Innovations in Green
Globally, buildings are responsible for one-third
of greenhouse gas emissions. Why are buildings
such large contributors to greenhouse gas
emissions? One, buildings typically rely on
conventional energy sources for their power. And
two, most buildings don’t use energy efficiently.
Because buildings are such a big part of the problem,
they’re an equally big part of the solution. To create
greener buildings, we need to improve energy and
water efficiency, reduce waste and pollution,
transition to renewable energy sources, and use
sustainable buildings materials. These strategies can
reduce energy consumption in buildings by 30-80 per cent.
So what’s holding us back from constructing green buildings and retrofitting existing
buildings? Some of the main impediments to green buildings are town and city
ordinances that make green construction difficult. In some cities, for example,
consumers must go through a cumbersome permitting process in order to install
solar panels on their homes. By rethinking city ordinances, we can remove the
bureaucratic obstacles to green building and encourage, rather than discourage,
Rigid and out-dated building codes are also impeding progress. By updating codes
to consider the entire structure’s performance, cities can reward buildings that do
exceptionally well in areas like energy and water efficiency, and then give them
more flexibility to manoeuvre within the broader outlines of municipal zoning and
Finally, financing hurdles often stand between consumers and more energy efficient
buildings. In order to really grow the green building market, incentives for
designers, contractors, and individuals must be available. Already, rewards exist for
adopting sustainable building plans. These include expedited permitting, tax credits,
fee reductions or waivers, grants, and even technical and marketing assistance.
Rewarding developers and homeowners who choose to build green is an effective
way to encourage the adoption of best practices in design, construction and
There are many benefits of green buildings and green development. To name a few:
Enhance and protect biodiversity and ecosystems
Improve air and water quality
Reduce waste streams
Conserve and restore natural resources
Reduce operating costs
Improve occupant productivity
Enhance asset value and profits
Optimize life-cycle economic performance
Enhance occupant health and comfort
Improve indoor air quality
Minimize strain on local utility infrastructure
Improve overall quality of life
Here are a few examples of building innovations, used to bring down the energy
University of Petroleum and Energy Studies, Dehradun: Net Zero Waste
The campus has ‘Net Zero Waste Generation’. A planned and extremely methodical
waste management system is key to this tag. The sewage treatment plan installed
in the campus is based on the activated sludge process. All the waste water
generated in the campus is channelized to this sewage treatment plant (STP). The
campus also has a bio-digester, which disintegrates all the organic waste
generated. The bio-digester generates slurry from the organic waste while the STP
releases treated water and slurry. The water is of tertiary standards and is used for
irrigation. The slurry released from both sources is dried and used as manure. The
excessive bio-fertiliser is packed and sold in the market.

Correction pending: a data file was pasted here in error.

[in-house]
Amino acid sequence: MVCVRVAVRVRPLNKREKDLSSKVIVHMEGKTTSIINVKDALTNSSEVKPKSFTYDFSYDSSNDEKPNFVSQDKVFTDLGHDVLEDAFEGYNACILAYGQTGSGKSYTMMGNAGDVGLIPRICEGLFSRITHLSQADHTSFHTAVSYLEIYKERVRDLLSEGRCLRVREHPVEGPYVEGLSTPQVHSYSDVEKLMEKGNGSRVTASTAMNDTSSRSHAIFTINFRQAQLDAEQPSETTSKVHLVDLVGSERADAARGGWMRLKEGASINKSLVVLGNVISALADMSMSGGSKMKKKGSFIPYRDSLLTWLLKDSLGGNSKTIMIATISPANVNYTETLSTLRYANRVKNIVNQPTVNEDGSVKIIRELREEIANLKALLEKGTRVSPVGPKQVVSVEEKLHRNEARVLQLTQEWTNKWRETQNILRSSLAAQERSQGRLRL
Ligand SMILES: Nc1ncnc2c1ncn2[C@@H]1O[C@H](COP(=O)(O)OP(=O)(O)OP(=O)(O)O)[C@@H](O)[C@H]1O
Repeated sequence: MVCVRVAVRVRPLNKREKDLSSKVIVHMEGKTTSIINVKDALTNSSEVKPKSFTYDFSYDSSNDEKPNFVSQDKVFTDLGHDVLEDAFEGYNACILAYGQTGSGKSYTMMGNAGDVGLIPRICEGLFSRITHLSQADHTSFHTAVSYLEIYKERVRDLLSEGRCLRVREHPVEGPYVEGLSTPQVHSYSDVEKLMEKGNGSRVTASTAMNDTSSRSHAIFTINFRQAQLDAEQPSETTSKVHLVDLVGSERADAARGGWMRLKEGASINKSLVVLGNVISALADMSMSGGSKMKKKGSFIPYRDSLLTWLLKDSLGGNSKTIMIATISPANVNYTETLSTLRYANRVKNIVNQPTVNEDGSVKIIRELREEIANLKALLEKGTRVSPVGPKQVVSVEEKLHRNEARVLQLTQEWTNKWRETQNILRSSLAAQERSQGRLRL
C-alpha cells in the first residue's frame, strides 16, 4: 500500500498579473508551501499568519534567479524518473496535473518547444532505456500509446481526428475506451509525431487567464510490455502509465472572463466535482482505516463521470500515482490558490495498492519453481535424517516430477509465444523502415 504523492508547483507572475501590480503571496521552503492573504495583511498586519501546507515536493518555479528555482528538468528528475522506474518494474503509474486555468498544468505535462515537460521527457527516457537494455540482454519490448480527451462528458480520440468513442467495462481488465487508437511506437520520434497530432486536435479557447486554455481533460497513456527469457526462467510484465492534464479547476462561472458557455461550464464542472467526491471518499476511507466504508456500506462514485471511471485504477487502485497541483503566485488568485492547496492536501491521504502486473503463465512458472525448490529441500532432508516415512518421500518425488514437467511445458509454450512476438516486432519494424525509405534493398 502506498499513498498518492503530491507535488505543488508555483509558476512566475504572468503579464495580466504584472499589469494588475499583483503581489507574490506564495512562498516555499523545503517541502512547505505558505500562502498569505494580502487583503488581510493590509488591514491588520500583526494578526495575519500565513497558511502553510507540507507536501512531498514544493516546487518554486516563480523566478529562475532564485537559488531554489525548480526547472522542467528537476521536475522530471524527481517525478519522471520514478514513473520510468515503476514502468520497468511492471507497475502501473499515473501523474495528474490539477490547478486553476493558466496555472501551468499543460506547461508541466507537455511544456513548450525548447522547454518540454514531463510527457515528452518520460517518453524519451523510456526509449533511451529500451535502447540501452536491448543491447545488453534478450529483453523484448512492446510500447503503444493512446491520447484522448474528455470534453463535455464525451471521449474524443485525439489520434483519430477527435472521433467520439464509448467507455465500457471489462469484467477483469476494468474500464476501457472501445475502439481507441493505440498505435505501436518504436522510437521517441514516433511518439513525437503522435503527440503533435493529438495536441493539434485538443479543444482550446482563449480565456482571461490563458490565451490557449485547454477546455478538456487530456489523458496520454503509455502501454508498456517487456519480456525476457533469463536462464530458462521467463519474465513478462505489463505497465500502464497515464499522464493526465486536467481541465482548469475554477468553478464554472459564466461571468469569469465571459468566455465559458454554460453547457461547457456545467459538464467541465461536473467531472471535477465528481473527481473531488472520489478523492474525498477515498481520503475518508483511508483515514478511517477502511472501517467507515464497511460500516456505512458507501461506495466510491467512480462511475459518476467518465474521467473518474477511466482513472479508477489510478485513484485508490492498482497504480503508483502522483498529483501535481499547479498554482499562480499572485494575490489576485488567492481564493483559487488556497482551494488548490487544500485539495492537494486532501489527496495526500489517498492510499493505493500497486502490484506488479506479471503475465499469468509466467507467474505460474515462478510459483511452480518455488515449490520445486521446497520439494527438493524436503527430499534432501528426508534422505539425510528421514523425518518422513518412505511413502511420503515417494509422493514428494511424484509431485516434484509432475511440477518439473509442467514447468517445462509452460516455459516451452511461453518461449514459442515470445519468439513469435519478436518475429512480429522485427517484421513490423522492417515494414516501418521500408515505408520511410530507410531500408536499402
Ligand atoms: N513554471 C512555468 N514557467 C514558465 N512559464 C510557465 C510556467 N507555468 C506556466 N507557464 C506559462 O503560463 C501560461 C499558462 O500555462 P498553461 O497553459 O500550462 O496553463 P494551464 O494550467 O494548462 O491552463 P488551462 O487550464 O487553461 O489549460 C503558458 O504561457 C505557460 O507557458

42.73% reduction in energy consumption and 33.16% reduction in water
consumption as compared to the GRIHA benchmarks have been observed by the
GRIHA auditors, due to the sustainable building design practices that have been
incorporated in the building. This project has achieved a 4-star GRIHA rating.
Govardhan Eco Village: Soil Biotechnology Design
A green sewage management technology called Soil Biotechnology has been used
to, which helps in recovering about 95% of the sewage water and reusing it for
It is an attempt towards water conservation and preventing water pollution. This
system consists of an impervious containment and incorporates soil formulated
granular filter media, select culture of macro organisms such as earthworms and
plants. Combined grey and black water from the cottages is collected and
transported via underground sewage network to a central location.
The process by design integrates with the natural bio-geochemical cycles of nature.
Purification takes place by absorption, filtration and biological reaction. The process
operates in aerobic mode, thus eliminating the possibility of foul odour.
The processed water can be reused for gardening, agriculture and supporting
This project has achieved a 5-star GRIHA rating.
Suzlon- One Earth: Renewable Energy Design
Suzlon One Earth is a 100% renewable energy campus with both on- and off-site
renewable energy, that includes solar and wind. Out of this, 7% of the total energy
consumption comes from 18 on-site hybrid wind turbines, solar panels and
photovoltaic cells and 93% of the remaining is from off-site wind turbines. This
building has 154.83kW renewable energy incorporated.
100% of the outdoor lighting and the communication server are run on renewable
The orientations of the blocks are such that the majority of building facades face
North, South, North-west and South-East. This enables adequate day lighting and
glare control. Glazing on the first and second floors has been shaded from direct
solar radiation using louvers. High efficiency mechanical systems integrated with
the efficient building envelope ensure that the energy consumption of the building
is reduced significantly.
This is a ‘Net Zero Energy for Lighting’ building. The energy consumption is met
through on-site generation.
The HVAC scheme is designed innovatively combining various energy efficient